We have exciting news to share! By the end of September 2022, CCHP will return a portion of your 2021 health insurance premium. Below is important information on how this rebate works and what impact it has on our members.
The Affordable Care Act (ACA) requires health insurance companies to spend at least 80% of the individual premiums we collect each year on medical/pharmacy expenses as well as certain quality improvement initiatives. This percentage of total spend is called the Medical Loss Ratio (MLR). In 2021, CCHP’s total spend on medical/pharmacy expenses and quality improvement initiatives totaled more than 80% of the individual premium received. However, the MLR calculation is based on a 3-year average. From 2019-2021, CCHP spent less than 80% of total premium dollars on health care services and activities to improve health care quality. As a result, if you were enrolled with CCHP for any part of 2021, you will be receiving a refund check for a portion of the premiums you had paid. This is your money, so you may cash your check and use the funds however you see fit. All checks for the 2021 MLR rebate will be mailed by September 30, 2022.
As a non-profit organization, CCHP strives to only collect what premiums are needed to pay claims and maintain operational solvency. To that end, we are excited to pass this rebate back to our members and look forward to serving you in the future. We encourage members to utilize the FAQ below to gain a better understanding of the MLR rebate process and how it may affect you.
We encourage any questions related to taxation, be directed to a tax professional. All other questions can be directed to Customer Service at 844-201-4672.
MLR Rebate Frequently Asked Questions
- Insurance premiums are used by an insurance company to pay for one of two categories of services –clinical healthcare services or administrative costs. The percentage of premiums spent on healthcare services is called the Medical Loss Ratio (MLR).
- If too large of a percentage of premiums is spent on administrative costs instead of clinical healthcare services, health services for the insured may suffer. To prevent this, the Patient Protection and Affordable Care Act mandates that rebates be paid to insured individuals if at least 80% of premium dollars in the individual market are not spent on clinical healthcare services.
Rebates are determined on a state-by-state basis. Rebates are based on the claims and premiums for a group of policies in a state from the previous calendar year.
- The MLR rebate is taxable if you paid health insurance premiums with pre-tax dollars, such as a Health Savings Account, or if you received tax benefits by deducting premiums you paid on your Form 1040 tax return form.
- The MLR rebate is not taxable if you paid health insurance premiums with post-tax dollars or if you did not take a deduction on your Form 1040 tax return form for your premiums paid.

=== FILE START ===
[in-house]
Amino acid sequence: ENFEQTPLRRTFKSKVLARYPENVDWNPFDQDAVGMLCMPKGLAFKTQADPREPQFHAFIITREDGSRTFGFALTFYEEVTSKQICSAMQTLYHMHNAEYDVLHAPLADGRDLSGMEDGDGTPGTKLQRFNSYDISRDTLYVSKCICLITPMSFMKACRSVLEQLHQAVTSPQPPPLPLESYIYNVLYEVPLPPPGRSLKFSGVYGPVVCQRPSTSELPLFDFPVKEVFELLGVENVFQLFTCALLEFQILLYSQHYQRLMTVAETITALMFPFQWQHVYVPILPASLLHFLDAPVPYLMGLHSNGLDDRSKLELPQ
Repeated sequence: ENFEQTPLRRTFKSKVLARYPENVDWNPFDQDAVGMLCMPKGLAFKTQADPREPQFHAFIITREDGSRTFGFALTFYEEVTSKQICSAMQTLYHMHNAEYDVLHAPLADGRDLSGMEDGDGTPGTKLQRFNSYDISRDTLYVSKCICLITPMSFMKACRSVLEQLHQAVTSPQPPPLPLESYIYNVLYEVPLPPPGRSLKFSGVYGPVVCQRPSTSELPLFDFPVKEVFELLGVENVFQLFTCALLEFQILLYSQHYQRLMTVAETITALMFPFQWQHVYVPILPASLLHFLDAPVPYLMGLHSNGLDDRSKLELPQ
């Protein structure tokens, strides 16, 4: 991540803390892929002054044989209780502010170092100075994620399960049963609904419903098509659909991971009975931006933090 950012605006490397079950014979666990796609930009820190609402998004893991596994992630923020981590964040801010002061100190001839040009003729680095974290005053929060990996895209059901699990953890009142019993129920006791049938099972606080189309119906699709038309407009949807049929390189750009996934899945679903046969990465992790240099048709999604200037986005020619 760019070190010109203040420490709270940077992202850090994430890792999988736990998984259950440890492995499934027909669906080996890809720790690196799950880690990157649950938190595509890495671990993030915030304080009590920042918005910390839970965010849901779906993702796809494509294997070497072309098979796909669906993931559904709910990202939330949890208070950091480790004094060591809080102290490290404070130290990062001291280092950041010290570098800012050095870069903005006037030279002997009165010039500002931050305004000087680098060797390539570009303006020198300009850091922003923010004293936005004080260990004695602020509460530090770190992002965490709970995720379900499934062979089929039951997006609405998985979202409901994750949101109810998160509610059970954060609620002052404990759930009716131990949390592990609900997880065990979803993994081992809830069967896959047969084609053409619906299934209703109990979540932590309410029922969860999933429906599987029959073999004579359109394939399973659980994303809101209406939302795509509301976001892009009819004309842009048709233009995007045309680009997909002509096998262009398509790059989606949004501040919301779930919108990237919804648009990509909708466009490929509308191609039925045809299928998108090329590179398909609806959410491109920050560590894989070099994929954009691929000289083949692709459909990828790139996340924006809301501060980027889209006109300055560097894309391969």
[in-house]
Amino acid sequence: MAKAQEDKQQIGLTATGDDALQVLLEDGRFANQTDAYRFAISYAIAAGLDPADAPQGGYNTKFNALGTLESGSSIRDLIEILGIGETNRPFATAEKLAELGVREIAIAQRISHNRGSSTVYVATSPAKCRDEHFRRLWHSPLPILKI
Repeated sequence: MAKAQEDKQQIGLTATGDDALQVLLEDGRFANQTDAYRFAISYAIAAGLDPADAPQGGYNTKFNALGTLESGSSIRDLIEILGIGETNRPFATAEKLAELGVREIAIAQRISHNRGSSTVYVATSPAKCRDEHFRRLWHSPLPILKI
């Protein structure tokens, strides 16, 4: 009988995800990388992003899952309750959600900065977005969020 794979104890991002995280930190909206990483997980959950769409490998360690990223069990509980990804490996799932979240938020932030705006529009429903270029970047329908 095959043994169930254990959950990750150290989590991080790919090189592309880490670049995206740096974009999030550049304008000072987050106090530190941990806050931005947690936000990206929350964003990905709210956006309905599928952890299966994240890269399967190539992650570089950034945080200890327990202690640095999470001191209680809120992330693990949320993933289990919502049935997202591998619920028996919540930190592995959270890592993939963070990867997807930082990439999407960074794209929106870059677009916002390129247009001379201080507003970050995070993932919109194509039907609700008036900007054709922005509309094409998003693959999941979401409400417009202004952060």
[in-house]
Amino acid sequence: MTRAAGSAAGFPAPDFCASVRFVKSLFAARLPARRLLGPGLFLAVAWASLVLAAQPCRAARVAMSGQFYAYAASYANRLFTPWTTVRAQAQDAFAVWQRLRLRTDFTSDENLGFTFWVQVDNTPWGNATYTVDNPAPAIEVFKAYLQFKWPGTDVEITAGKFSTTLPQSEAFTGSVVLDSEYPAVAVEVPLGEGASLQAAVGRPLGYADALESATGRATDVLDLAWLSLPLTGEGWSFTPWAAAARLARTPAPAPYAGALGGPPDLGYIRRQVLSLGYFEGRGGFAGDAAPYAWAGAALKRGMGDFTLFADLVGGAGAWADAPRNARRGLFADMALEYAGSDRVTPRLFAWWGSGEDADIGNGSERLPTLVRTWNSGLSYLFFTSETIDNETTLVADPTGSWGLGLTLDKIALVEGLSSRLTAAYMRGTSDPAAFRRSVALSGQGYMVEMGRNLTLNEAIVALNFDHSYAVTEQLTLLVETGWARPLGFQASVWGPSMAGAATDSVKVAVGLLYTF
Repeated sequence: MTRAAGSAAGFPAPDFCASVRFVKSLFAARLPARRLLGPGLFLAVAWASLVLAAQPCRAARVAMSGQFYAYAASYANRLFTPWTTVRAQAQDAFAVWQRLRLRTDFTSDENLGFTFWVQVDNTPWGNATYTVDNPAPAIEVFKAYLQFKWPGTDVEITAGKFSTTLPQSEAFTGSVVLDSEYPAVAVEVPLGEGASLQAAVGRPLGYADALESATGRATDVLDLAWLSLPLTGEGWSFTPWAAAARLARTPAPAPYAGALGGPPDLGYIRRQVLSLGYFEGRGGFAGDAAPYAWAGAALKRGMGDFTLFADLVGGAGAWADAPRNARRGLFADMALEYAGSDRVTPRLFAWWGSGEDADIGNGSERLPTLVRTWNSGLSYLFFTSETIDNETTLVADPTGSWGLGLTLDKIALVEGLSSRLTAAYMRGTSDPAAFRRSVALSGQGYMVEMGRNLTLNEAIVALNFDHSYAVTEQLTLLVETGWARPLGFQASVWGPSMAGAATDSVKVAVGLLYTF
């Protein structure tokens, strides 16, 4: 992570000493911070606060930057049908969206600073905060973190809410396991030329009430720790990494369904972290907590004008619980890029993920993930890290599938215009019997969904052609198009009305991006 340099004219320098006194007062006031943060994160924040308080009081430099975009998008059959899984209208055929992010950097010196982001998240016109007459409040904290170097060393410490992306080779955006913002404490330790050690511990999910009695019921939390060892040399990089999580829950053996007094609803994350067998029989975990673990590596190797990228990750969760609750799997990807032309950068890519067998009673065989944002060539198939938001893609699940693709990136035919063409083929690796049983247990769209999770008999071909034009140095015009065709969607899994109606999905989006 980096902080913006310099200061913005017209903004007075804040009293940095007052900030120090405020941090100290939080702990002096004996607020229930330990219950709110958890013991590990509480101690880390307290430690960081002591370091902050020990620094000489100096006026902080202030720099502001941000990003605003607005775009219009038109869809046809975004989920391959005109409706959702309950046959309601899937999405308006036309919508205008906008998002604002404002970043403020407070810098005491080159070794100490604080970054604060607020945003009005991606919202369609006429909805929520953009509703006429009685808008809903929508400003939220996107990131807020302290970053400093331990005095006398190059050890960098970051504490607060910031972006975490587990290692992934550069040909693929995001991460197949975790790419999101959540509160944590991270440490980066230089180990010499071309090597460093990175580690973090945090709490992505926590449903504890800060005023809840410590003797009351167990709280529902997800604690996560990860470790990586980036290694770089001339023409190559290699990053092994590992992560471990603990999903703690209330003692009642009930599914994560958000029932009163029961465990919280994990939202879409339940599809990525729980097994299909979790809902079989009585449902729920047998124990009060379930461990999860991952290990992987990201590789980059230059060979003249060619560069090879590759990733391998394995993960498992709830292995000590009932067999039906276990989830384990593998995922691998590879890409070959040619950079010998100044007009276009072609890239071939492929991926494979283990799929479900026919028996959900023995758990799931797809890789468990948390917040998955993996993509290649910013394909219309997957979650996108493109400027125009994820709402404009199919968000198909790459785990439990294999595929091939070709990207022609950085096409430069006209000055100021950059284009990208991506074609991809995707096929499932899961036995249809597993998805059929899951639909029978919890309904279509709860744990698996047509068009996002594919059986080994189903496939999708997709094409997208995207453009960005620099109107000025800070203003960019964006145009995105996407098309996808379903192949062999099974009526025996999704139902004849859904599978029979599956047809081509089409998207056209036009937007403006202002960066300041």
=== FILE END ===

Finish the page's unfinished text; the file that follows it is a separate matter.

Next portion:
- Speak with your tax preparer to determine if you need to report your rebate as income when you file your next Form 1040 tax return form.
- You will not receive a Form 1099-MISC or any other tax preparation paperwork from CCHP.
- If you have specific questions on how the MLR rebate may affect your annual tax filing, please consult your tax advisor for more assistance.
- According to CMS, current guidance for the individual market requires the health insurer to refund the entire rebate to the policyholder regardless of whether the premium was subsidized by an Advance Premium Tax Credit (APTC). One notable exception applies in states that elected to expand Medicaid through ACA marketplaces; however, Wisconsin is excluded from this exception.
- Form 8962 Premium Tax Credit is included with an individual’s Form 1040 to determine the amount of premium tax credit and reconcile it with the APTC. Please consult with your tax advisor regarding the impact of the rebate on your credit.
- Please refer to the flow chart for basic direction, and consult your tax advisor for detailed assistance.
- When you pay for benefits, including health insurance, with pre-tax (also called before-tax) dollars, such as a Health Savings Account, the deductions are taken off your gross income before the calculation of income tax and after-tax deductions. Taxes are calculated based on this reduced taxable income amount (i.e. gross income minus pre-tax dollars).
- Having pre-tax dollar deductions results in less income tax paid than would otherwise be the case.
- An example of pre-tax dollars is the use of a Health Savings Account.
Be sure to seek a tax advisor for more detailed assistance on how this MLR rebate may impact your individual tax status.
“Medical Loss Ratio (MLR) Rebate FAQs.” Internal Revenue Service. 2019.
“Premium Tax Credit: Claiming the Credit and Reconciling Advance Credit Payments.” Internal Revenue Service. 2019. https://www.irs.gov/affordable-care-act/individuals-and-families/premium-tax-credit-claiming-the-credit-and-reconciling-advance-credit-payments
“Questions and Answers Regarding the Medical Loss Ratio (MLR) Reporting and Rebate Requirements.” Centers Medicare and Medicaid Services. 2015. https://www.cms.gov/CCIIO/Resources/Regulations-and-Guidance/Downloads/MLR-Guidance-Earned-Premium-and-APTC-Rebates-20150527.pdf
“Medical Loss Ratio.” Centers for Medicare and Medicaid Services. https://www.cms.gov/CCIIO/Programs-and-Initiatives/Health-Insurance-Market-Reforms/Medical-Loss-Ratio.html
Photo: https://www.pexels.com/photo/computer-desk-laptop-stethoscope-48604/ RIA. (2019). 2019 RIA federal tax handbook. Retrieved from RIA Checkpoint database.